When we look at domestic dogs we must recall that they are not a natural species. They are descended, through breeding selection, from wolves. Wolves have a fur type that does not require brushing although the wolves do groom themselves. Our domestic dogs are different, they do require regular grooming in the form of proper brushing.
Think of how frequently you brush your own hair. Now imagine how much time you would spend brushing your hair if it covered your entire body. While dogs are, in the most part, much smaller than people, they do have hair over their entire body. This hair, when neglected, can form itchy areas and painful mats.
When dogs get mats in their hair the mats pull at the dogs skin. This causes the dog pain and distress, making it itch and try to pull off the mats. Unable to do so, they are left with sore areas. Their owners are unable to remove the mats safely at this point. An attempt with scissors can cut the dogs skin sending it to the vet. As such many owners take their dogs to the groomers and let the groomers deal with the problem.
At the dog groomers a professional will tackle the mats, generally they have no choice but to shave the dog completely. To remove the mats (as in an attempt to leave the dogs coat long) any other way would be too stressful and painful to the dog.
These problems occur mostly in the breeds that are considered “non-shedding” but can occur in any of the longer haired dogs.
Short haired dogs such as Labs also need regular brushing. Their skin condition is greatly improved through regular grooming. Also regular brushing gives an owner a chance to see if the dog is developing any problems, lumps, or has fleas. Regular brushing is good bonding. Regular brushing also reduces shedding, by not only removing the loose hairs, but by improving the skin condition as mentioned.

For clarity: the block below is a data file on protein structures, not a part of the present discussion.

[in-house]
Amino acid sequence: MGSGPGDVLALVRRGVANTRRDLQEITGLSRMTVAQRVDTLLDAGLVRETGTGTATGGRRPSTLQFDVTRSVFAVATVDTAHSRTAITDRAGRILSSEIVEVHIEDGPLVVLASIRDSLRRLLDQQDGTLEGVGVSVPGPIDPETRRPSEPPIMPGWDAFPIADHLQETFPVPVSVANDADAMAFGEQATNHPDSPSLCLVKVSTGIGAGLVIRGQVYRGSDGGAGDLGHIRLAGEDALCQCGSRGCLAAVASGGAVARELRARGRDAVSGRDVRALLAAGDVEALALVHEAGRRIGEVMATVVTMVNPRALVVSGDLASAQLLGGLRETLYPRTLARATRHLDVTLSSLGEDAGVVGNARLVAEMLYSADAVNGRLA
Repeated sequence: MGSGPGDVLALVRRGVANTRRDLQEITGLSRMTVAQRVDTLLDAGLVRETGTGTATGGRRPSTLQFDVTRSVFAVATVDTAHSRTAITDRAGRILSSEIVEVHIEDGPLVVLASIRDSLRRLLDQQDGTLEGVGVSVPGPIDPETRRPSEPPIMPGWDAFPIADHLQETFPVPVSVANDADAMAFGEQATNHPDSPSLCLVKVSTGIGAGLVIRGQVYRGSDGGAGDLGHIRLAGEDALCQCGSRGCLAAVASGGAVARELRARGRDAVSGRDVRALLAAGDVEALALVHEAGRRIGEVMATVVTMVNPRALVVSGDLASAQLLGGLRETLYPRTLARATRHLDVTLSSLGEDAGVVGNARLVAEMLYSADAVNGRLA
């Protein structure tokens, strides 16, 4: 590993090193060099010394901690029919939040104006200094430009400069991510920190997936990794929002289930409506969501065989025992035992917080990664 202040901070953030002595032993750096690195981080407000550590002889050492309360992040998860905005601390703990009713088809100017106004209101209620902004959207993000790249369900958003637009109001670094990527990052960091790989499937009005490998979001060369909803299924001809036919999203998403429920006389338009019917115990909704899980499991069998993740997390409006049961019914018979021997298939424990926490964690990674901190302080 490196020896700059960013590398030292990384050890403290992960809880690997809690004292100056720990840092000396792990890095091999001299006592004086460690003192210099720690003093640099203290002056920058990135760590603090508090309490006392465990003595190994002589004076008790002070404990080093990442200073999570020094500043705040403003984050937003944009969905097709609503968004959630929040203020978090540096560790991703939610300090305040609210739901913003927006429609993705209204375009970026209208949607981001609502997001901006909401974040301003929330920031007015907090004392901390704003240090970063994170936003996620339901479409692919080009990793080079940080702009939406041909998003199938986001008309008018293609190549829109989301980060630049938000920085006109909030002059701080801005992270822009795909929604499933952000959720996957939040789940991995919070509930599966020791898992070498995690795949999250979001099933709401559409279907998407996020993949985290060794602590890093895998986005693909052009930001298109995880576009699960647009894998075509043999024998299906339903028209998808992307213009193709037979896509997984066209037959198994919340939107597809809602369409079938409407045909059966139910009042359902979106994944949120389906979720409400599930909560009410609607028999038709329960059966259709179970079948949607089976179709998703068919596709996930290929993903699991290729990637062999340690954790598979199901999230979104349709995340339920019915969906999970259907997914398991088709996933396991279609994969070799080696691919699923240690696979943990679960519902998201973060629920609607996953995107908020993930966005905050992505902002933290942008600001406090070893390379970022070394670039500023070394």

A “Brushing” is not always the whole entire dog, but can be just a quick 2 minute job of going over messy areas. Most problems do not form on the back of the dog, which is where most people focus their brushing, rather it is the lower areas that are often the problem, and around the neck.
How often should dogs be brushed?
*Short Haired dogs, such as Labs, Beagles, and Pugs, should be brushed 1 – 3 times a week.
*Medium Length Haired dogs, such as Border Collies, and German Shepherds, should be brushed 2 – 4 times a week.
*Fluffy Spitz Type dogs, such as Chow Chows, Pomeranians, and Keeshonds should be brushed 2 – 4 times a week with one really good “backwards” brushing every week.
*Long Haired dogs, such as Rough Collies, Golden Retrievers, and Afghan Hounds, should be brushed 3 – 7 times a week.
*Non-Shedding dogs, such as Poodles, Shih Tzus, and Yorkshire Terriers, should be brushed 3 – 7 times a week and if they are to be kept trimmed, they need to visit the groomer regularly every 6 – 8 weeks. This should start when the puppy is 12 weeks of age.
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